(2022) Silvia Moreno-Garcia, Jo Fletcher Books, £16.99, trdpbk, 307pp ISBN 978-1-529-41800-2
Carlota Moreau: A young woman, growing up in a distant and luxuriant estate, safe from the conflict and strife of the Yucatan peninsula, the only daughter of a genius - or a madman. Montgomery Laughton: A melancholic overseer with a tragic past and a propensity for alcohol, an outcast who assists Dr Moreau with his scientific experiments, which are financed by the Lizaldes, owners of magnificent haciendas with plentiful coffers.The hybrids: The fruits of the Doctor's labour, destined to blindly obey their creator while they remain in the shadows, are a motley group of part-human, part-animal monstrosities. All of them are living in a perfectly balanced and static world which is jolted by the abrupt arrival of Eduardo Lizalde, the charming and careless son of Doctor Moreau's patron - who will, unwittingly, begin a dangerous chain-reaction. For Moreau keeps secrets, Carlota has questions, and in the sweltering heat of the jungle passions may ignite.
Now this is an interesting book from Moreno-Garcia, who is probably best known for her novel Mexican Gothic. Here, she is riffing off H. G. Wells 1986 novel The Island of Doctor Moreau, which as you might have guessed (if you haven’t read it) is set on an island, although in this novel – I’m resisting using the word “version” to describe this novel - Moreno-Garcia sets the story in a very real place that isn’t actually an island, but has often been incorrectly referred to being one, which is the Yucatan peninsula where Dr. Moreau carries out his work on a remote estate. The sense of place and history and people loom large over the plot given that in real-life the area was the scene for an uprising by the indigenous Maya people who were oppressed in a Caste system by those who had settled in the region. Twisting this into fiction, Doctor Moreau finds himself carrying out experiments to create hybrids which in the eyes of his patron, who is bank rolling the entire enterprise, will result in the creation of a more obedient, and less rebellious, workforce, but Moreau has other ideas and is happily experimenting to his black heart’s content, until his patron gets fed up with the lack of results, and sends his son to hurry things along, with dire consequences.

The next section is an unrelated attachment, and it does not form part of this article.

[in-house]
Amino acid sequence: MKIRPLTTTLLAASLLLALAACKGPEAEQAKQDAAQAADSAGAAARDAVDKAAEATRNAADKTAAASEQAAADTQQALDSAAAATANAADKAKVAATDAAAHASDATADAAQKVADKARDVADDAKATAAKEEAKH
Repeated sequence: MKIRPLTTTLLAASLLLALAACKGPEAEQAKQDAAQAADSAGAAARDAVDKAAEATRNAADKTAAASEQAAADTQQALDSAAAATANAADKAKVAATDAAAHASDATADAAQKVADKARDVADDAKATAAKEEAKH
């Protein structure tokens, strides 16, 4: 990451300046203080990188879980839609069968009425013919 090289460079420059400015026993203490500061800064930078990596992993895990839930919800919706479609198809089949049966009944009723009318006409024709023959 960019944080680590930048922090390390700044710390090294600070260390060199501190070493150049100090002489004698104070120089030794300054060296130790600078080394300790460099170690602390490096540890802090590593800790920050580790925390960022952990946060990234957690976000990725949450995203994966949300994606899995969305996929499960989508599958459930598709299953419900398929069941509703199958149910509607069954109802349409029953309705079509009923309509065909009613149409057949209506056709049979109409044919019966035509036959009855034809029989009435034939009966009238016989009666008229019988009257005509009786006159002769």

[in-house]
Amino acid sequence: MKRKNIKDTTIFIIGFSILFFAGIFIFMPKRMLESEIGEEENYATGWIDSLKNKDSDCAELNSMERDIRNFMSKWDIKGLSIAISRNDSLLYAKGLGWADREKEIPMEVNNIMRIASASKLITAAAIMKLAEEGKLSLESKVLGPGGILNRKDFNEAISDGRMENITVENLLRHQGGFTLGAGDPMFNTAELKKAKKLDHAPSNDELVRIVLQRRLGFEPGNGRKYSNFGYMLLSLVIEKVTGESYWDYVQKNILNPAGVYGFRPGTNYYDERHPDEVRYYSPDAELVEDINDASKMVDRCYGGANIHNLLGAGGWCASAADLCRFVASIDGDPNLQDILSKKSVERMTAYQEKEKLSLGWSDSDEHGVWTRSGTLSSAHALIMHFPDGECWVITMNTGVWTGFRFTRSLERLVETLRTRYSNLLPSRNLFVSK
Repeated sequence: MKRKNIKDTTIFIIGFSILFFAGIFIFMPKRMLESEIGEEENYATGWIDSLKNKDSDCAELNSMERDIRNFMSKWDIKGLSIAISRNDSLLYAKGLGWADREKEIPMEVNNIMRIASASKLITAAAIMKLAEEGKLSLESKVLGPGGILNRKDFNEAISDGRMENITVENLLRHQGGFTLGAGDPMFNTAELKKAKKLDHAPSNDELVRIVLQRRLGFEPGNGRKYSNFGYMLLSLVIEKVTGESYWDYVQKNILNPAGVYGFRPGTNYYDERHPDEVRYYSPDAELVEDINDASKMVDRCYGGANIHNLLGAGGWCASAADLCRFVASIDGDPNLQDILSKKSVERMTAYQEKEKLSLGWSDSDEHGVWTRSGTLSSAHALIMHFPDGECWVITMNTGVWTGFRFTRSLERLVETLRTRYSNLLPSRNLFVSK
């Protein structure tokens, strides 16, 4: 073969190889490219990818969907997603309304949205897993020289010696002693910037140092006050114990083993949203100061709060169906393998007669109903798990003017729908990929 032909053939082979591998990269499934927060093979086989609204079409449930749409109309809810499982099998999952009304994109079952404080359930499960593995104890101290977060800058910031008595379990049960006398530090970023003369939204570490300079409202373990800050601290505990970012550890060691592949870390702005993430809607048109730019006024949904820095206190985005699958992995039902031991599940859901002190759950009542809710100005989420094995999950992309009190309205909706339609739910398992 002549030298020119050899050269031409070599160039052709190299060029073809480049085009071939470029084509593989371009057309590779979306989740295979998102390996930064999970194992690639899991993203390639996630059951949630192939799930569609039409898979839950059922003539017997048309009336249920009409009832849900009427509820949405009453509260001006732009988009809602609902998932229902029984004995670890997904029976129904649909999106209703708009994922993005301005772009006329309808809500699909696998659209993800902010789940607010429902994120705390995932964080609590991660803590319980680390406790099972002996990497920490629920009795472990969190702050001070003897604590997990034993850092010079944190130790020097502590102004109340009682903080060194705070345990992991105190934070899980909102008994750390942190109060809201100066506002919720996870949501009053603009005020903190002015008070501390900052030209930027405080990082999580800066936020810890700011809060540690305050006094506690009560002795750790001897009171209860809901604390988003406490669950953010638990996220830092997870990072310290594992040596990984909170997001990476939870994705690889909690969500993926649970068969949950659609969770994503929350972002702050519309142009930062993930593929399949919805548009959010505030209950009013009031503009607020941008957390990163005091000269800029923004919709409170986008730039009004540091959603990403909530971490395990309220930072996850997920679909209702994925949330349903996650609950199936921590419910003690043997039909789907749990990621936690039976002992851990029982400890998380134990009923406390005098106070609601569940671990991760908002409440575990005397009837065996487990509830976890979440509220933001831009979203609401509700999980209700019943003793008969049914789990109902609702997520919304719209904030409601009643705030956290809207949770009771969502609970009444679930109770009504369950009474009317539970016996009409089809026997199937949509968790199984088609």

Before then we encounter the bad Doctor and his fourteen-year old daughter, Carlota, who has been treated for an illness using a serum her father has created derived from jaguars. Uh, oh, you might think, as alarm bells ring in your head. Being a teenager, Carlota is pretty inquisitive and knows her father has secrets, and attempts to uncover them. Added into the mix is the estate’s new overseer, one Montgomery Laughton (named after Charles Laughton who starred as Moreau in the first film version of Wells’ tale called Island of Lost Souls (trailer here) way back in 1932). Six years later, in 1877, Eduardo Lizalde, the patron’s son arrives and a romance begins, but so do other things.
Given the title of the novel, readers may think they are in for a body-horror novel (and there is plenty of that in the descriptions of Moreau’s hybrid creations), but Moreno-Garcia’s re-imagining of Wells’ original is a very twenty-first century take on the over-arching themes of The Island of Doctor Moreau regarding animal experimentation, and vivisection, but added into the plot are the effects of colonialism, the impact of class structure, slavery, feminism, romance and gender roles, in a tale where the lines blur between the humans and the monsters. The world-building and scene-setting is first-class, although dare I say, given Carlota’s sheltered upbringing and her lack of experience of things beyond the estate, she isn’t as well-fleshed out as Laughton, who has a back-story and plenty of baggage that he carries with him, although is it any wonder that Carlota is not a typical Victorian woman given her upbringing and surroundings? You don’t need to have read Wells’ classic novel to appreciate and enjoy Moreno-Garcia’s tale, but I like to think that old Herbert George would have approved of this updating, I certainly did.
See Arthur's take on The Daughter of Doctor Moreau as well as Mark's review.
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